Plans for a luxury housing development on the outskirts of Barrhead have sparked a number of objections.

Briar Homes has lodged multi-million pound proposals with East Renfrewshire Council for 39 four and five-bedroom properties at Lyoncross Farm, off Aurs Road.

However, more than a dozen objections have been made by residents in the neighbouring Weavers Lea estate.

They fear the development will have a major environmental impact due to the loss of green space and mature trees and will also pose a threat to local wildlife, including owls and deer.

There are also concerns over a loss of privacy and fears for the safety of children because of increased traffic.

An objection from one resident states: “The safety of children using the playground within the Weavers Lea development does not appear to have been considered.

“With the current proposals, construction, vehicular service and future residential traffic have no option other than to use the sole access road to the proposed development, which runs closely past the playground area, introducing a significant risk to the welfare of children.

“During construction, there will also be significant noise, dust and pollution.”
Another resident said: “When going to work, the time it takes to leave this estate is already far too long, never mind adding on another 39 potentially two-car households.

“Also, who would pay the damage to the roads we have with lorries driving through a monoblocked estate?”

A third objector added: “People who live in the new houses will have a direct view of our gardens and houses.

“Increased traffic would not only be inconvenient but also a risk to the safety of the residents, children and animals living on the estate. It would also cause extra noise and disturbance for the residents.”

An objection has also been lodged by Dr Peter Livingstone at the Neilston Medical Centre, more than two miles away.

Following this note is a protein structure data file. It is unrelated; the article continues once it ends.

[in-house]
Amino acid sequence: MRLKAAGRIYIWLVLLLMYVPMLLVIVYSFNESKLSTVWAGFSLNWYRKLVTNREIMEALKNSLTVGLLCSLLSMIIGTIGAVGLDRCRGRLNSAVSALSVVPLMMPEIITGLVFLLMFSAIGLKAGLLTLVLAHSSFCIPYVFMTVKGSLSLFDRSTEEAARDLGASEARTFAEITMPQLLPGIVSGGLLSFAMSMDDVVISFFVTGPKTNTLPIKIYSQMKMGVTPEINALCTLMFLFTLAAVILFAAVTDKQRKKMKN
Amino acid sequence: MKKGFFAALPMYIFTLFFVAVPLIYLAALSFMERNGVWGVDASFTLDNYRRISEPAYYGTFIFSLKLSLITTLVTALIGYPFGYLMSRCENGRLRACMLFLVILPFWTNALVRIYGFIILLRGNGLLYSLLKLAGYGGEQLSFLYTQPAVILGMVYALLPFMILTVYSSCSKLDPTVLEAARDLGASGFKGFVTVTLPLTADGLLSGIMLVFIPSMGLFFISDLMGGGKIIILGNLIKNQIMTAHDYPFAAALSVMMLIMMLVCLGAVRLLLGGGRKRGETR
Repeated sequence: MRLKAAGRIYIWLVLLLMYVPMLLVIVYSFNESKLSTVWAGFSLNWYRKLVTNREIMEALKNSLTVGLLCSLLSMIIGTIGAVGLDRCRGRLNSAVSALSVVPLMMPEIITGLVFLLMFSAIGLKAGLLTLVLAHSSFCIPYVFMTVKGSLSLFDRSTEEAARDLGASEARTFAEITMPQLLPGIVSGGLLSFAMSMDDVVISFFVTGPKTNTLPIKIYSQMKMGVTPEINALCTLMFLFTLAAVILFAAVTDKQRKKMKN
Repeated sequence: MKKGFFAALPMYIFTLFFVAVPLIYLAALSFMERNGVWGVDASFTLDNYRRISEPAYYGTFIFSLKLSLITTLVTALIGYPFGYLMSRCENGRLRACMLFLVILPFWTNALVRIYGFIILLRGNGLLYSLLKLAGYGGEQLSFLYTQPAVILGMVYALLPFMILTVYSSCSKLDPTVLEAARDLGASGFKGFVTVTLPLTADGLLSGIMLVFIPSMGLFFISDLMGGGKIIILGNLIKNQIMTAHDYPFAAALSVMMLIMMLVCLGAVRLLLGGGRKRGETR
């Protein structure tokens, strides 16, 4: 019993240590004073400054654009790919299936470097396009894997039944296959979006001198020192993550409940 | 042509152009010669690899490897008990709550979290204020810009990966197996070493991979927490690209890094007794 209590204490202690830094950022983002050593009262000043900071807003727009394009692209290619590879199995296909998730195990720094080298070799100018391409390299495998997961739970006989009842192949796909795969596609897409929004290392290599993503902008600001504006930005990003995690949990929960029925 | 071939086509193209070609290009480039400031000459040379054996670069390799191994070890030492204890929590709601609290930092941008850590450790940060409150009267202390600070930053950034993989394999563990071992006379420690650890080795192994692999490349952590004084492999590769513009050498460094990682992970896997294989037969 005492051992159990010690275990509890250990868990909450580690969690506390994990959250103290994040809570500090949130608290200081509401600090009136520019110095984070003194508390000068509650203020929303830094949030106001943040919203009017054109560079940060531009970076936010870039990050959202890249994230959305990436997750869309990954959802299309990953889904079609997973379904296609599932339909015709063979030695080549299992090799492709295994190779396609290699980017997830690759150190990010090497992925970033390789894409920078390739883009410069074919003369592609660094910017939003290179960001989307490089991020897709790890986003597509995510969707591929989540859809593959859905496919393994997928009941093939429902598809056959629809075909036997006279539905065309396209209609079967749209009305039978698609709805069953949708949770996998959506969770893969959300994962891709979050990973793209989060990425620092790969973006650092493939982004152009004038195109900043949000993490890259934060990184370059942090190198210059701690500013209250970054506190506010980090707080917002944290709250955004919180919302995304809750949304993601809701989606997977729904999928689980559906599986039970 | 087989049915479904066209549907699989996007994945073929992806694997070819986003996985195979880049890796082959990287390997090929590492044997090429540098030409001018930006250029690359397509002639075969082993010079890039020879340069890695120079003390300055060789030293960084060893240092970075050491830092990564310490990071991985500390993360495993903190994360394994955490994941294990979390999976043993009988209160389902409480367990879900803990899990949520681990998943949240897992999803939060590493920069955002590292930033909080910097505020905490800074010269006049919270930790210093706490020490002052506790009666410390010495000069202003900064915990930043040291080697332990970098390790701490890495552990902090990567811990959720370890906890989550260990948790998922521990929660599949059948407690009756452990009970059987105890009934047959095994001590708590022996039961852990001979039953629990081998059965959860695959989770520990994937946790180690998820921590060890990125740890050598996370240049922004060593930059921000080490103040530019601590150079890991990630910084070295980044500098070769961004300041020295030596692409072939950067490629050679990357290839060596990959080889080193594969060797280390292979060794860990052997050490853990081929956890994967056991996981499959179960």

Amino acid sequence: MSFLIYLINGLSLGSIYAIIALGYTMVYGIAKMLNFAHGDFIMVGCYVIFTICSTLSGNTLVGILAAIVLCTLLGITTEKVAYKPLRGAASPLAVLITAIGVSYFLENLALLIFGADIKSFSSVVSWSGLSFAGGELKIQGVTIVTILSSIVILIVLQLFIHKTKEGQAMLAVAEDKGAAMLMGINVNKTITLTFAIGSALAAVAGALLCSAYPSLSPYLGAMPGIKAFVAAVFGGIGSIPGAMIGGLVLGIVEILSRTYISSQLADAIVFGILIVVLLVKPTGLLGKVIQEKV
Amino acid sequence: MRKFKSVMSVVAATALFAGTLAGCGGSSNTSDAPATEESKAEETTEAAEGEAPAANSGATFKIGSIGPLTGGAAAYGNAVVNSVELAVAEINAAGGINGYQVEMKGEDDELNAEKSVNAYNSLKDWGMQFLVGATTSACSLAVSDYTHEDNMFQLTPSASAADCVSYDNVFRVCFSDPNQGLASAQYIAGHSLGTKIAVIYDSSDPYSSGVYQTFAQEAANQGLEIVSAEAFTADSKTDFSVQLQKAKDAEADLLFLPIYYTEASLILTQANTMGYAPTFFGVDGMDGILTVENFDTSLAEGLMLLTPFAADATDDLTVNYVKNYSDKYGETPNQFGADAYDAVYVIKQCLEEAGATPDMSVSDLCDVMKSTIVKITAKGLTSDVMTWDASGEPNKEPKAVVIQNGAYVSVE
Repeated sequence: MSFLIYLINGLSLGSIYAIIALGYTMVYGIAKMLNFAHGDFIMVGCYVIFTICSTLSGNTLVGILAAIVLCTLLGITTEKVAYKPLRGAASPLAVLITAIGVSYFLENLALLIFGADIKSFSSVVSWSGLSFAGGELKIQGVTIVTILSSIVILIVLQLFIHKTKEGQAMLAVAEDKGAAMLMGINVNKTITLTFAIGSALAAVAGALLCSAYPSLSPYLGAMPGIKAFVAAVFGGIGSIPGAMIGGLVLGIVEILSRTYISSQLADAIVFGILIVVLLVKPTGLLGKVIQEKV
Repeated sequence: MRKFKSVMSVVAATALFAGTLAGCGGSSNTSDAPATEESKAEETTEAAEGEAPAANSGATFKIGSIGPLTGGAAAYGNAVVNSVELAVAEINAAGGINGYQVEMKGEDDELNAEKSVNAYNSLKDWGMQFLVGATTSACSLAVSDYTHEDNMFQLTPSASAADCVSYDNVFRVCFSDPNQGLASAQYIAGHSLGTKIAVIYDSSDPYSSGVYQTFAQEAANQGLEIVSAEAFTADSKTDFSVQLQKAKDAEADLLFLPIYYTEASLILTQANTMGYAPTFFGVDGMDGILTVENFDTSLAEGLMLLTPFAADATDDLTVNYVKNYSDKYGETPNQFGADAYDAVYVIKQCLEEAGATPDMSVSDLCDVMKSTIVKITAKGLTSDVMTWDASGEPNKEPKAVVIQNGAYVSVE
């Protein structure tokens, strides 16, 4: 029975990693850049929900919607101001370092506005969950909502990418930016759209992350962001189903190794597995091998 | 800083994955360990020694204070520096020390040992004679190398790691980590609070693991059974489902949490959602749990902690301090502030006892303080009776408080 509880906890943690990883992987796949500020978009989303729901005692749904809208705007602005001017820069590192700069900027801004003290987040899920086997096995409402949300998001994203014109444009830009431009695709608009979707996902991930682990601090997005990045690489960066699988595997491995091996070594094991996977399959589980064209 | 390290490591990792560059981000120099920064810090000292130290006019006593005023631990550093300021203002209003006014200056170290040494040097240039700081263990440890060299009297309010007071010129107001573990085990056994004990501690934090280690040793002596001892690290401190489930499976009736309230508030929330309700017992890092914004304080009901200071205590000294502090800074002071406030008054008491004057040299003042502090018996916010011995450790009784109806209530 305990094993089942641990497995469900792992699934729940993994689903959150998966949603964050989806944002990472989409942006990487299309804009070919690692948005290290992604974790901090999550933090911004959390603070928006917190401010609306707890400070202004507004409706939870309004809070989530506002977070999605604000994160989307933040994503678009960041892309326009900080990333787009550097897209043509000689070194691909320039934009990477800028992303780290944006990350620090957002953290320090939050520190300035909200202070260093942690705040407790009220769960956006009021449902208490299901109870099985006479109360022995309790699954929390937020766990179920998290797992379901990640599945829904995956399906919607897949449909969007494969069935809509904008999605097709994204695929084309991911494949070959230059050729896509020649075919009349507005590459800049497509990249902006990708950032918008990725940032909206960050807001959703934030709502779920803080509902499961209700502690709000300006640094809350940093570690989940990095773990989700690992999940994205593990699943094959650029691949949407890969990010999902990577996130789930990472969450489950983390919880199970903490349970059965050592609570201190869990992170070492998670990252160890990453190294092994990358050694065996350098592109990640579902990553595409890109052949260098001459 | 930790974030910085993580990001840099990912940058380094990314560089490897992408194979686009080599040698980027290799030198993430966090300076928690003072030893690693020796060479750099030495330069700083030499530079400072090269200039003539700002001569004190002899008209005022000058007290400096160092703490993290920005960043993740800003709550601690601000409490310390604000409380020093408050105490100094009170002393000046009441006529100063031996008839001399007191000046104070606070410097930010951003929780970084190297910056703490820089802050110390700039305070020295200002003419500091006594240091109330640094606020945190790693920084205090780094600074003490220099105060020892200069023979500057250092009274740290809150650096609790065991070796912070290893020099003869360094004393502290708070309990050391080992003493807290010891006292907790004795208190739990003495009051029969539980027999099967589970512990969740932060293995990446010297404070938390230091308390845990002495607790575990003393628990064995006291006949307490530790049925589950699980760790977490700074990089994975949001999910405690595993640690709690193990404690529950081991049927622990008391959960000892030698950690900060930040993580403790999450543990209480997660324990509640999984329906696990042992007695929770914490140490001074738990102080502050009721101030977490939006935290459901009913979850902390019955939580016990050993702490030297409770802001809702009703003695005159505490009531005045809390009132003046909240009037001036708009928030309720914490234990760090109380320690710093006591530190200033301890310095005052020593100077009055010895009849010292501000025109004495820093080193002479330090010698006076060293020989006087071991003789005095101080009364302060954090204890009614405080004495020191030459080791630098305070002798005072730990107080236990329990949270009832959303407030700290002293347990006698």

He said: “Unfortunately we do not have the premises nor the resources to look after all the new patients that will occur if this building project is approved.

“Please ensure that there is adequate healthcare resources available to new residents prior to planning being approved.”

Concerns have also been raised by the West of Scotland Archaeological Society as the land is more than 250 years old and contains a farmhouse which is a Category C listed building.

The group wants the developers to carry out a dig to establish if there are any artefacts of archaeological significance.

Briar Homes previously lodged an application to build 72 homes on the same farm site in 2021 but this was later withdrawn.

The firm has said it has revised its latest plans and site layout following feedback from a public consultation.

Paul Kelly, managing director, added: “We are proposing a mix of homes at Lyoncross that are high quality, with extensive landscaping and tree planting to enhance and protect the adjacent countryside.

“The revised application is sensitive to comments during the consultation process and we believe will provide the housing needed in the area for families who want to be near the city and all of the local amenities and schools but also with good access to the countryside.”